This paper develops a new transient shale gas flow (TSGF) model specifically tuned for typical hydraulically-fractured horizontal gas wells and addresses the role of fracture-network conductivity in the evaluation of unconventional reservoir performance. This flow model includes the desorption effect and is analytically developed to derive the dimensionless pressure response to the primary depletion phase in shale gas reservoirs. The TSGF model captures the linear flow in the hydraulic fracture and the stimulated reservoir volume under the effects of well geometry, multiple reservoir and hydraulic-fracture properties, and well operating conditions. The unique feature of the unconventional shale gas wells is the simultaneous decline of average reservoir pressure, production rate, and bottomhole flowing pressure with an ultimate bottomhole pressure constraint. This important feature is analytically investigated with the TSGF model. Other pressure-dependent reservoir characteristics such as gas compressibility, viscosity, formation volume factor, and adsorbed gas density are included in the TSGF model. The TSGF model is validated through the history-matching and predictions of Haynesville and Marcellus monthly flowrate data for about 20 wells. The model yields appropriate estimations of well and reservoir properties and predicts the estimated ultimate recovery (EUR) in the multiple hydraulically-fractured horizontal wells. Compared to the empirical stretched exponential production decline (SEPD) and power-law exponential (PLE) models, the TSGF model shows similar flowrate predictions at late-production times. The results also show that given a minimum 12 months of production data, the TSGF model robustly predicts the well performance and the EUR for typical shale gas reservoirs.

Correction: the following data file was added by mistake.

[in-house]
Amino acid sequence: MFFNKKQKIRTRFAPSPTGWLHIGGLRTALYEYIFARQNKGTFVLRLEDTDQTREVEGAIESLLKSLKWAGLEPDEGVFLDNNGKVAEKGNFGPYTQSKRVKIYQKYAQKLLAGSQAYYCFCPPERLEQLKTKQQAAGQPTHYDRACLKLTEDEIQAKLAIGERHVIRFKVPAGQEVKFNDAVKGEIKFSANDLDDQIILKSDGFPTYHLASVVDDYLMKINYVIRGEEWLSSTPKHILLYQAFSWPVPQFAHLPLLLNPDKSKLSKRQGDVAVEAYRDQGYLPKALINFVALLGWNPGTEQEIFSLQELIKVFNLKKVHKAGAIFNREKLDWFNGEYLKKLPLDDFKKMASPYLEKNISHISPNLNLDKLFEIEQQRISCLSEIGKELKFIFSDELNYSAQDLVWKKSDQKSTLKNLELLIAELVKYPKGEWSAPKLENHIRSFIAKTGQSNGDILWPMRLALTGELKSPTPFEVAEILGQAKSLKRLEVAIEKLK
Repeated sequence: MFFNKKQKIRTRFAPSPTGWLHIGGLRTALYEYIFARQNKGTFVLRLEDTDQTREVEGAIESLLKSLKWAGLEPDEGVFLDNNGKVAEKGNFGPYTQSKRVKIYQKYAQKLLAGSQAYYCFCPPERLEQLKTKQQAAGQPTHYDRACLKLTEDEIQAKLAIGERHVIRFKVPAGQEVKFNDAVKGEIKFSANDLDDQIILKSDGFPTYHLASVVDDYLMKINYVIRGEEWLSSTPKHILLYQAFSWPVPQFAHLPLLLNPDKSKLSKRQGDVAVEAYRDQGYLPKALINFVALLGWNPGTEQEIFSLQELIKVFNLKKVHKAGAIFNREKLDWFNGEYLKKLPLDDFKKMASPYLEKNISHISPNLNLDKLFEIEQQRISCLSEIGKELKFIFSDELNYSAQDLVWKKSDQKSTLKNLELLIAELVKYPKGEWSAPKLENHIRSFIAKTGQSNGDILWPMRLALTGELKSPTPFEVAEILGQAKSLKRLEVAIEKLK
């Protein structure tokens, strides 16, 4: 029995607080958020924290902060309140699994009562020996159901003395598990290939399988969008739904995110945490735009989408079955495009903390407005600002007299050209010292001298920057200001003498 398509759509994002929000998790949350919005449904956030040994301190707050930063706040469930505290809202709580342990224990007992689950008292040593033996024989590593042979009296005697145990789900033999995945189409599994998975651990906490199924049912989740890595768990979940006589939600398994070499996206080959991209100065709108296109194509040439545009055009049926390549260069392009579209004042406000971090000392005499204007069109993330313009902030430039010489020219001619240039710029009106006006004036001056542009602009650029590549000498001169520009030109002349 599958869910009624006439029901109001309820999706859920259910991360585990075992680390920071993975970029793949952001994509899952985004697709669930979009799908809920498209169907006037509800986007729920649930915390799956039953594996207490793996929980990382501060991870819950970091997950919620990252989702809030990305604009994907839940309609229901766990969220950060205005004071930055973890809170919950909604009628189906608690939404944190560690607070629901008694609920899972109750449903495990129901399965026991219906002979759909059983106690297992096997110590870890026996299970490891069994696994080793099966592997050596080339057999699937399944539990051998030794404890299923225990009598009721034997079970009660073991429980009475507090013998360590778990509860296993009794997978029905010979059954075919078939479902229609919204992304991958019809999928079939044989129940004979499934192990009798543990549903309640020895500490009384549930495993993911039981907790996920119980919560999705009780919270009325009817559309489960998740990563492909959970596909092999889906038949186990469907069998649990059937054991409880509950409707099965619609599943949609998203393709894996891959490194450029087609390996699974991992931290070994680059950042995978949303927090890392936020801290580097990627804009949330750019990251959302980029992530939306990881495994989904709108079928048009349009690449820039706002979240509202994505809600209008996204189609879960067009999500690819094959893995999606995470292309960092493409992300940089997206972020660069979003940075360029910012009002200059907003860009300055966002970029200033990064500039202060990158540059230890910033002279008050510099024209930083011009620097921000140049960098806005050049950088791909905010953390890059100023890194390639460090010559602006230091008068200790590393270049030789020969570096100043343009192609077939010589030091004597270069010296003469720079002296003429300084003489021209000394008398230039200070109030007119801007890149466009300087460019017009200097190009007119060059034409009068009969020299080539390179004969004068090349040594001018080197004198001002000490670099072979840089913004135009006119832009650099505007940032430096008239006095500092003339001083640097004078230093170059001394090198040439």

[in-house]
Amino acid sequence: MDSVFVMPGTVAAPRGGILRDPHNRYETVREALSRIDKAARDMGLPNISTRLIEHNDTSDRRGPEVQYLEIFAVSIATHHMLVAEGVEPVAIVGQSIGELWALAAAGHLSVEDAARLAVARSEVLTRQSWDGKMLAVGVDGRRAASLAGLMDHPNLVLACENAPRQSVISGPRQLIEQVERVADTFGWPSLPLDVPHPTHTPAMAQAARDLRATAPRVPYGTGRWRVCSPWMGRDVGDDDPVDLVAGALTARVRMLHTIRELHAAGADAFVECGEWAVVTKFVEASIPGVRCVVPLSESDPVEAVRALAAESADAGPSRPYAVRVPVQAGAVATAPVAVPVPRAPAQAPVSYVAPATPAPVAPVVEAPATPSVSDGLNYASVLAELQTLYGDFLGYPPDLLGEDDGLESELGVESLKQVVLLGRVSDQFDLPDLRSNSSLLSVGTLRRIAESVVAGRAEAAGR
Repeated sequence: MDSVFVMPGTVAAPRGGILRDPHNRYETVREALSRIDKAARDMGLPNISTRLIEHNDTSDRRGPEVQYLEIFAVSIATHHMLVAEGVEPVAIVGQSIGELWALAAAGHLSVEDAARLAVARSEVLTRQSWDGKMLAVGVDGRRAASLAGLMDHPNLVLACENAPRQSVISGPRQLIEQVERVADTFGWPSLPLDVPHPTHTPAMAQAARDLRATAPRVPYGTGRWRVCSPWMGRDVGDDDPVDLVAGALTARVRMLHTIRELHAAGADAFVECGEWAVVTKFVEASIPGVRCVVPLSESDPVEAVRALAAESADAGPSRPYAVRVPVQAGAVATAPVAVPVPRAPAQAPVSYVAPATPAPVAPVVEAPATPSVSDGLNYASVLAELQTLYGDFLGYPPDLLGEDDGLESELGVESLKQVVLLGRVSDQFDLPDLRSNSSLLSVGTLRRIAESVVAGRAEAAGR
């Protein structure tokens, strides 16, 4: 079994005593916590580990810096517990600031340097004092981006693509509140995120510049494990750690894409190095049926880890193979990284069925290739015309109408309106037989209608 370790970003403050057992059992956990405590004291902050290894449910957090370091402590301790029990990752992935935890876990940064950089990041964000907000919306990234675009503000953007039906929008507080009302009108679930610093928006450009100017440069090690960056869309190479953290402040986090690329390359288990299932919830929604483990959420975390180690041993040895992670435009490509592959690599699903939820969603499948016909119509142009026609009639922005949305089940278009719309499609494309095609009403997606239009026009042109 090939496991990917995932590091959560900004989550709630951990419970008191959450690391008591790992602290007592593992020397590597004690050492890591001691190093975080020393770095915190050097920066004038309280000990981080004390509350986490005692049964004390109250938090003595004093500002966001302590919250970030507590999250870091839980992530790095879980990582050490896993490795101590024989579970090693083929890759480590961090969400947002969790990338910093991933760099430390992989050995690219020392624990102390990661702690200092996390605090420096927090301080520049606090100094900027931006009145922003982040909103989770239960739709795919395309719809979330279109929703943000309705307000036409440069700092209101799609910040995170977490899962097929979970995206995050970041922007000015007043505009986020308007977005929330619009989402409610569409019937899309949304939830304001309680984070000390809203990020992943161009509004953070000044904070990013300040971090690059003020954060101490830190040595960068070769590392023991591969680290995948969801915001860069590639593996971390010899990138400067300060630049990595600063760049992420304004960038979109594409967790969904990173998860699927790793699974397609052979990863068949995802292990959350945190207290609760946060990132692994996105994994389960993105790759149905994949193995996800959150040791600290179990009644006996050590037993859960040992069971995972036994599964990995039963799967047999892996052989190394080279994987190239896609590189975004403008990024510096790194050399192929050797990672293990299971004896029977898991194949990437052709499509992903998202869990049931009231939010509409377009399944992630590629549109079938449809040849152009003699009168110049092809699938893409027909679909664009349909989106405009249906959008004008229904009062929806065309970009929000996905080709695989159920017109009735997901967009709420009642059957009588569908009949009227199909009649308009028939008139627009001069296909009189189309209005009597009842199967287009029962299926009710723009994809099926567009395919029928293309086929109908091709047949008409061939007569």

- Estimated ultimate recovery
- Gas desorption
- Hydraulically fractured horizontal wells
- Transient well performance model